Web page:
Ledgerwood, A., Soderberg, C. K., & Sparks, J. (in press). Designing a study to maximize informational value. In J. Plucker & M. Makel (Eds.), Toward a more perfect psychology: Improving trust, accuracy, and transparency in research. Washington, DC: American Psychological Association. (See section on “Distinguishing Exploratory and Confirmatory Analyses.”)
Week 6: Maximizing What We Learn from Exploratory (Data-Dependent) Analyses is F*cking Nuanced
Steegen, S., Tuerlinckx, F., Gelman, A., & Vanpaemel, W. (2016). Increasing transparency through a multiverse analysis. Perspectives on Psychological Science, 11, 702-712.
Sagarin, B. J., Ambler, J. K., & Lee, E. M. (2014). An ethical approach to peeking at data. Perspectives on Psychological Science, 9, 293-304.
Wang, Y., Sparks, J., Gonzales, J., Hess, Y. D., & Ledgerwood, A. (2017). Using independent covariates in experimental designs: Quantifying the trade-off between power boost and Type I error inflation. Journal of Experimental Social Psychology, 72, 118-124.
Week 7: The Role of Direct, Systematic, and Conceptual Replications is F*cking Nuanced
Pashler, H., & Harris, C. R. (2012). Is the replicability crisis overblown? Three arguments examined. Perspectives on Psychological Science, 7, 531-536.
Roediger, H. L. (2012). Psychology’s woes and a partial cure: The value of replication. APS Observer, 25, 9.
Fabrigar, L. R., & Wegener, D. T. (2016). Conceptualizing and evaluating the replication of research results. Journal of Experimental Social Psychology, 66, 68-80.
Crandall, C. S., & Sherman, J. W. (2016). On the scientific superiority of conceptual replications for scientific progress. Journal of Experimental Social Psychology, 66, 93-99.
Week 8: Thinking Cumulatively about Evidence is F*cking Nuanced
Braver, S. L., Thoemmes, F. J., & Rosenthal, R. (2014). Continuously cumulating meta-analysis and replicability. Perspectives on Psychological Science, 9, 333-342.
Tsuji, S., Bergmann, C., & Cristia, A. (2014). Community-augmented meta-analyses: Toward cumulative data assessment. Perspectives on Psychological Science, 9, 661-665.
McShane, B.B. and Böckenholt, U. (2017). Single paper meta-analysis: Benefits for study summary, theory-testing, and replicability. Journal of Consumer Research, 43, 1048-1063.
Week 9: Dealing with Publication Bias in Meta-Analysis is F*cking Nuanced
Inzlicht, M., Gervais, W., & Berkman, E. (September 11, 2015). Bias-Correction Techniques Alone Cannot Determine Whether Ego Depletion is Different from Zero: Commentary on Carter, Kofler, Forster, & McCullough, 2015.
McShane, B.B., Böckenholt, U., and Hansen, K.T. (2016). Adjusting for publication bias in meta-analysis: An evaluation of selection methods and some cautionary notes. Perspectives on Psychological Science, 11, 730-749.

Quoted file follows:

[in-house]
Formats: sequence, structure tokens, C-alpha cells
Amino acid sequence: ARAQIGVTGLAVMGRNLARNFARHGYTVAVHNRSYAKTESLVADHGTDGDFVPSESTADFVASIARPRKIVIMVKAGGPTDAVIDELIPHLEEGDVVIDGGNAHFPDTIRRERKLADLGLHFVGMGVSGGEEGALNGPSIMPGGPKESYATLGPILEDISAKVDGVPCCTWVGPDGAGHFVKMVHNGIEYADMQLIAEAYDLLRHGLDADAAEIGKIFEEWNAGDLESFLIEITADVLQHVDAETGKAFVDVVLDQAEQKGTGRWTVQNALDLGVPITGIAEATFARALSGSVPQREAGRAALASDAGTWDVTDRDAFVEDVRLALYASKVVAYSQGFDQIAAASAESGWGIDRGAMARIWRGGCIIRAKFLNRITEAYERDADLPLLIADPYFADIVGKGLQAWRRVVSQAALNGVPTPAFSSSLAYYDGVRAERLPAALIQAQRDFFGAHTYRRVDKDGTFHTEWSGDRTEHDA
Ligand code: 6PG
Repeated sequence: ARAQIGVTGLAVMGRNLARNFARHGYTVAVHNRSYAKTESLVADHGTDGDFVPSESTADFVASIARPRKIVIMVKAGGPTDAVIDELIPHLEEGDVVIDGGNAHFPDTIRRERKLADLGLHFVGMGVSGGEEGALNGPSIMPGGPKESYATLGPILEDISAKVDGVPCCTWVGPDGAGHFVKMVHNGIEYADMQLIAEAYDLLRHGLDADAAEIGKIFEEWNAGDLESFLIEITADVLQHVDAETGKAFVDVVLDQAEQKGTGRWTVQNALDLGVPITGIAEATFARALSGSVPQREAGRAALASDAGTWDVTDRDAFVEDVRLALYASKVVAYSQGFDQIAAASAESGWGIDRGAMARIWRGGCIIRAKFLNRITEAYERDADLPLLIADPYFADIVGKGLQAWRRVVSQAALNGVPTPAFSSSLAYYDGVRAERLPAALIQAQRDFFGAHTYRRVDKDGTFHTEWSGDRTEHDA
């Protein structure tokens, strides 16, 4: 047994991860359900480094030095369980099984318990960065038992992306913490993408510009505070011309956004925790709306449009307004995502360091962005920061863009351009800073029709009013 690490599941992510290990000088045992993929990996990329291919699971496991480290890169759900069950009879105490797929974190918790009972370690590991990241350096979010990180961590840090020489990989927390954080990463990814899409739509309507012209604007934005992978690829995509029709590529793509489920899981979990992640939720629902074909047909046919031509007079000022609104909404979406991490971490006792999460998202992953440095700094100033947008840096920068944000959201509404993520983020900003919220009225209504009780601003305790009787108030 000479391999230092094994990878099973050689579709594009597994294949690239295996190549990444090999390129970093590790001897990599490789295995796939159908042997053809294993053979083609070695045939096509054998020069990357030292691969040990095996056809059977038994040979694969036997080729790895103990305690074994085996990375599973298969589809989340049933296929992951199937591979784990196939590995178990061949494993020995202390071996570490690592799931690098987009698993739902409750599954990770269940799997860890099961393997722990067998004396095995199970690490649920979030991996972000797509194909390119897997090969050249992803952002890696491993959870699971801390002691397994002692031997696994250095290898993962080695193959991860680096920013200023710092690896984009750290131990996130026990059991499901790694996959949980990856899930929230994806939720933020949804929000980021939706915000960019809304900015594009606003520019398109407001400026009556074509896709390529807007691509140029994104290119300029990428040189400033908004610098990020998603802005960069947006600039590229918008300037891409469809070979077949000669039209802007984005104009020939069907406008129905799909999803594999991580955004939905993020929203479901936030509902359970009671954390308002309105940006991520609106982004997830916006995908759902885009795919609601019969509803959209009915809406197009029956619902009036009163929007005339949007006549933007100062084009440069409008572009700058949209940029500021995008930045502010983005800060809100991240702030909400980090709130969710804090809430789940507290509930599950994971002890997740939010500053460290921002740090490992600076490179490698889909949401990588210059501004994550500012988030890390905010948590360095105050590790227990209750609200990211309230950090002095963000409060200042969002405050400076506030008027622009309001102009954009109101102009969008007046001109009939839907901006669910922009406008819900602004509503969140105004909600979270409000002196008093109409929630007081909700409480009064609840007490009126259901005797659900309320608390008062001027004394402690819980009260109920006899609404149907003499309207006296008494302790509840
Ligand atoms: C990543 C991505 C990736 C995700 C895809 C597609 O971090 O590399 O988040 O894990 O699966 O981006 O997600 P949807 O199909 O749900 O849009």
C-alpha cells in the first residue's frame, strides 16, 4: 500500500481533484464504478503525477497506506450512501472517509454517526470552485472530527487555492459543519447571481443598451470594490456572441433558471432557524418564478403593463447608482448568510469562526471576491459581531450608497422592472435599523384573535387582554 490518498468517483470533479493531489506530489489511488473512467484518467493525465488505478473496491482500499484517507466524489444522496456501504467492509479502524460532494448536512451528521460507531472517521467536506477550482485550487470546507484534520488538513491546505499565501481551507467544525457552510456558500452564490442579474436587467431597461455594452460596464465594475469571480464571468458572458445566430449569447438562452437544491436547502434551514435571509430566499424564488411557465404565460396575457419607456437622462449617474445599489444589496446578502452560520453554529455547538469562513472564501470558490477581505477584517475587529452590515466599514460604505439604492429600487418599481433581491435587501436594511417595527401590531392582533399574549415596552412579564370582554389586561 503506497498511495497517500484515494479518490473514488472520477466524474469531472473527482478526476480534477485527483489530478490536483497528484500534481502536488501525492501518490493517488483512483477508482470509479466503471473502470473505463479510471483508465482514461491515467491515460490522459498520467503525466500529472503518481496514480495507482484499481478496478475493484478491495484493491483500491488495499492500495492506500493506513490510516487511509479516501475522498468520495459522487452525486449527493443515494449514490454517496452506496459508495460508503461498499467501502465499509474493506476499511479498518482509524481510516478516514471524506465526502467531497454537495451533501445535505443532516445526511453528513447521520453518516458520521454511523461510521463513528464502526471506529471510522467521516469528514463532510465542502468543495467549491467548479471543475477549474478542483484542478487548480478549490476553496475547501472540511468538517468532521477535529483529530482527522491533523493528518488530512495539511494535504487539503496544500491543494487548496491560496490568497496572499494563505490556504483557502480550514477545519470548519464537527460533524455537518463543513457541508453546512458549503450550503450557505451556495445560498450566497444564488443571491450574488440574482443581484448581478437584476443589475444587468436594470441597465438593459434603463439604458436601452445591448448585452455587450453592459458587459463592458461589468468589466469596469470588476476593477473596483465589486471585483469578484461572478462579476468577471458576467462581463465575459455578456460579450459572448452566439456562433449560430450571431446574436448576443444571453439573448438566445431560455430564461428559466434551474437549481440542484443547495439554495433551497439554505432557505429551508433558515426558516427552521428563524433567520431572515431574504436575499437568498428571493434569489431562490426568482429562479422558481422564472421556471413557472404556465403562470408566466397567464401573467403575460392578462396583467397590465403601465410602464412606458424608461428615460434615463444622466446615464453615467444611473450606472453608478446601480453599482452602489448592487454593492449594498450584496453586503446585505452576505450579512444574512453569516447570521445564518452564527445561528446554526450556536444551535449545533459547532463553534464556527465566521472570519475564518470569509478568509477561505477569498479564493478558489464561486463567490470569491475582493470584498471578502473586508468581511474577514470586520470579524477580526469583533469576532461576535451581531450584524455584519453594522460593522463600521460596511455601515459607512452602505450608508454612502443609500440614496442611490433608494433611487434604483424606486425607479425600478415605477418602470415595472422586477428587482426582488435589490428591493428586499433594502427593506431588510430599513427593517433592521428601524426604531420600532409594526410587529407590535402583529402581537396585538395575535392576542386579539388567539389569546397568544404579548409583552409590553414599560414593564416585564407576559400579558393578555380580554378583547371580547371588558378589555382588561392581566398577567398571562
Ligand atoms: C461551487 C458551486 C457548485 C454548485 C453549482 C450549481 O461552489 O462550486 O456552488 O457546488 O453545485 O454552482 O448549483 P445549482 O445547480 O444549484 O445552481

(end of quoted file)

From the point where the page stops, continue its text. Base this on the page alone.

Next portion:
Week 10: Incentive Structures Need Some F*cking Nuance
Maner, J. K. (2014). Let’s put our money where our mouth is: If authors are to change their ways, reviewers (and editors) must change with them. Perspectives on Psychological Science, 9, 343-351.
Tullett, A. M. (2015). In search of true things worth knowing: Considerations for a new article prototype. Social and Personality Psychology Compass 9: 188–201.
Nosek, B. A., Spies, J. R., & Motyl, M. (2012). Scientific utopia: II. Restructuring incentives and practices to promote truth over publishability. Perspectives on Psychological Science, 7, 615-631.
Pickett, C. (2017, April 12). Let's Look at the Big Picture: A System-Level Approach to Assessing Scholarly Merit. Retrieved from osf.io/tv6nb
Week 11: Keep Reading...
*Note that in contrast to the other two headlines mentioned here,
Sanjay’s “Everything is Fucked” title is obviously intentionally hyperbolic for comedic effect. He goes on to write: “What does it mean, in science, for something to be fucked? …In this class we will go a step further and say that something is fucked if it presents hard conceptual challenges to which implementable, real-world solutions for working scientists are either not available or routinely ignored in practice.” His post, as well as the other two articles noted here, raise important issues in thoughtful ways. But if you just focus on the titles, as many people have, you might find yourself sliding into a polarizing argument about how bad things are or aren’t. And this polarizing argument can distract us from the more pressing question of how do we get better, right now, starting today.